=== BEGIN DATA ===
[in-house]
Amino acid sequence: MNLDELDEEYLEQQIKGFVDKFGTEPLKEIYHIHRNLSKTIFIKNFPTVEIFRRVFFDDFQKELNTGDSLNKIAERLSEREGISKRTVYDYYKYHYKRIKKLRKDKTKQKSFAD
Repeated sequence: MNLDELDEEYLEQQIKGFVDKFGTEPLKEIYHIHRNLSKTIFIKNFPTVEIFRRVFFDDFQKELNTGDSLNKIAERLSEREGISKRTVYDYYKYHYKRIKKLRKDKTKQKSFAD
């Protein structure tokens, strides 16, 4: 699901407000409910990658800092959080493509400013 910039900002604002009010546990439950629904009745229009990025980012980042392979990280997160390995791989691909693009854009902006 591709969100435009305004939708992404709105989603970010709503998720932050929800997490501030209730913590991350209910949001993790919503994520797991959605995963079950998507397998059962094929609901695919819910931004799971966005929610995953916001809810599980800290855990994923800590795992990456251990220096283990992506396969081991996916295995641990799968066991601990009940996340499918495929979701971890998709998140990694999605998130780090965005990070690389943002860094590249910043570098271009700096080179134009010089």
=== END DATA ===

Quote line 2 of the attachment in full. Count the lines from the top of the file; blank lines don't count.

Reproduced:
Amino acid sequence: MNLDELDEEYLEQQIKGFVDKFGTEPLKEIYHIHRNLSKTIFIKNFPTVEIFRRVFFDDFQKELNTGDSLNKIAERLSEREGISKRTVYDYYKYHYKRIKKLRKDKTKQKSFAD